Sun Life or Manulife Stock: Which Is the Better Buy?

Both Sun Life (TSX:SLF)(NYSE:SLF) and Manulife (TSX:MFC)(NYSE:MFC) are good dividend stocks; one is better than the other in different ways.

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Sun Life Financial (TSX:SLF)(NYSE:SLF) and Manulife Financial (TSX:MFC)(NYSE:MFC) are both in the life and health insurance industry and are exposed to the same challenges, such as a low interest rate environment. They have, in their investment portfolios, exposure to fixed-income securities, such as bonds, that return interest.

For example, the benchmark interest rate in Canada has declined persistently since the global financial crisis of 2007/2008. Currently, the rate sits at a historic low of 0.25%.

A comparison of the two dividend stocks in multiple perspectives can reveal which may be the better buy.

Business overview

Sun Life has a more diversified business. Its key net income is roughly diversified as follows: 32% in asset management, 25% in individual insurance, and 21% in group insurance. Geographically, it earns about 31% of net income in Canada, 16% in Asia, 16% in the U.S., and 5% in the United Kingdom. Its asset management net income is earned across North America, Europe, Asia, and Australia.

Manulife has greater exposure to Asia, which contributes about a third of its core earnings. It also earns about 31% and 18% from the U.S. and Canada, respectively, while global wealth and asset management contribute approximately 17%.

Through the global financial crisis and beyond

Due to the slide of interest rates, Sun Life and Manulife stocks declined significantly, as their earnings dwindled during the financial crisis. Thankfully, both have adapted and recovered substantially. From 2007 to 2020, Sun Life’s adjusted earnings per share (EPS) increased by 38%, while Manulife’s adjusted EPS declined by 3%.

More recent returns

A look at their five-year returns could be telling as well. How have they fared in the low interest rate environment more recently?

Sun Life has outperformed in total returns in the period, but the same investment in Manulife returned about 12% more in dividend income.

Specifically, SLF stock delivered total returns of approximately 12.7%. About 29% of the returns came from its dividend. MFC stock delivered total returns of roughly 10.4% and dividends contributed about 42% of the returns.

This phenomenon is due to Sun Life stock having better price momentum and trades at a higher valuation likely due to the expected more stable earnings from its more diversified business. Thereby, it also provides a lower yield than Manulife at this time.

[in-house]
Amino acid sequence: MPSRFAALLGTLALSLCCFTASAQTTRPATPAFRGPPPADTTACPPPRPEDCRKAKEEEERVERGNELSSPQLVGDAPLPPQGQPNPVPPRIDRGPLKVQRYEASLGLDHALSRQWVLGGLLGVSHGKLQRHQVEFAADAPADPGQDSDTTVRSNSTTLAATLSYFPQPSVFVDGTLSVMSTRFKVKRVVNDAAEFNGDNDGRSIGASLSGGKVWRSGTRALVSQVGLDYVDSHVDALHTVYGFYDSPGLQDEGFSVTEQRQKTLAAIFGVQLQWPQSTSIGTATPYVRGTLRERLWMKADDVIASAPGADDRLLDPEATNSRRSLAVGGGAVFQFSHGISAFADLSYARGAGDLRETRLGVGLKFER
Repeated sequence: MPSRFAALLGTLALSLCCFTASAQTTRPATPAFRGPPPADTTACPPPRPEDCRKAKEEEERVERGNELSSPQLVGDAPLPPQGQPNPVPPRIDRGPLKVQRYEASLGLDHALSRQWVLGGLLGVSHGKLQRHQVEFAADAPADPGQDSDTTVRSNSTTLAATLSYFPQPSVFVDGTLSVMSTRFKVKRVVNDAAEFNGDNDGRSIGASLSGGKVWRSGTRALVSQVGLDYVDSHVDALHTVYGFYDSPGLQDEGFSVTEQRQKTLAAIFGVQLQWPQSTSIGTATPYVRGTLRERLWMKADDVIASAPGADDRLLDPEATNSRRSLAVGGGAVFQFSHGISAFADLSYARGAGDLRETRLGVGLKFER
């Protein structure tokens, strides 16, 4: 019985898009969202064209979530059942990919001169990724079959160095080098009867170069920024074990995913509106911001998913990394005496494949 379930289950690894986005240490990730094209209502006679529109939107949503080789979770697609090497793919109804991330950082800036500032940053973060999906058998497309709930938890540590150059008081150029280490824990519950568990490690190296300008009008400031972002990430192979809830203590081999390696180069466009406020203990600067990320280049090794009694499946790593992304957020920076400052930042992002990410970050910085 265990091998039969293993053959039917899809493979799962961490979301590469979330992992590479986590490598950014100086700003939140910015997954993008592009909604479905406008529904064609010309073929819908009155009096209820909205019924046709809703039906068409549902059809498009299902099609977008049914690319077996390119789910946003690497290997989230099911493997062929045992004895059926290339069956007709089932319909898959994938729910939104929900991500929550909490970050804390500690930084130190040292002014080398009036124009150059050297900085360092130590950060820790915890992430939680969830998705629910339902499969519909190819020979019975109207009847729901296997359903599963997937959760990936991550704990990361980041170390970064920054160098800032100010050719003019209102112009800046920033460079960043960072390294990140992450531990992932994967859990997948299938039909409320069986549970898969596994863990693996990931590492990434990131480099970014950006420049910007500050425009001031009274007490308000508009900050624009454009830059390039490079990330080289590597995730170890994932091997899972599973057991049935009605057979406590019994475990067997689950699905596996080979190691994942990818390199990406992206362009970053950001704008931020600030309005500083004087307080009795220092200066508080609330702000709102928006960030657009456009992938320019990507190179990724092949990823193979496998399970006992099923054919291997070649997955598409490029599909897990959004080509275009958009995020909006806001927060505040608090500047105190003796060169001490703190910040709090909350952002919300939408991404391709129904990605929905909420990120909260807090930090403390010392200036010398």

Valuation and dividend safety

At writing, Sun Life stock trades at $65.40 per share with a blended price-to-earnings ratio (P/E) of about 11.1. It also offers a yield of almost 3.4%. Its payout ratio is estimated to be about 36% this year.

Then there’s Manulife stock, which trades at $24.44 per share with a blended P/E of 7.8 and provides a yield of close to 4.6%. Its payout ratio is expected to be about 34% this year.

Both stocks provide safe dividend income. However, Manulife is cheaper and provides a higher yield.

The Foolish investor takeaway

So, which insurer is the better buy? It depends on what you’re looking for.

Occasionally, Manulife stock has traded at a higher valuation than Sun Life, as shown in the chart below. Since MFC stock trades at a lower multiple now, it’s possible for buyers now to get a higher total return from it if they sell opportunistically when it trades at a high P/E. In the interim, MFC buyers will also likely pocket more passive income.

SLF PE Ratio Chart

P/E Ratio data by YCharts.

That said, risk-averse investors would probably be more comfortable investing in Sun Life stock, which should provide a more stable ride and lower uncertainty.

Let’s not forget that a resumption of interest rate hikes down the road should drive greater growth for both dividend stocks.

This article represents the opinion of the writer, who may disagree with the “official” recommendation position of a Motley Fool premium service or advisor. We’re Motley! Questioning an investing thesis — even one of our own — helps us all think critically about investing and make decisions that help us become smarter, happier, and richer, so we sometimes publish articles that may not be in line with recommendations, rankings or other content.

The Motley Fool has no position in any of the stocks mentioned. Fool contributor Kay Ng has no position in any of the stocks mentioned.

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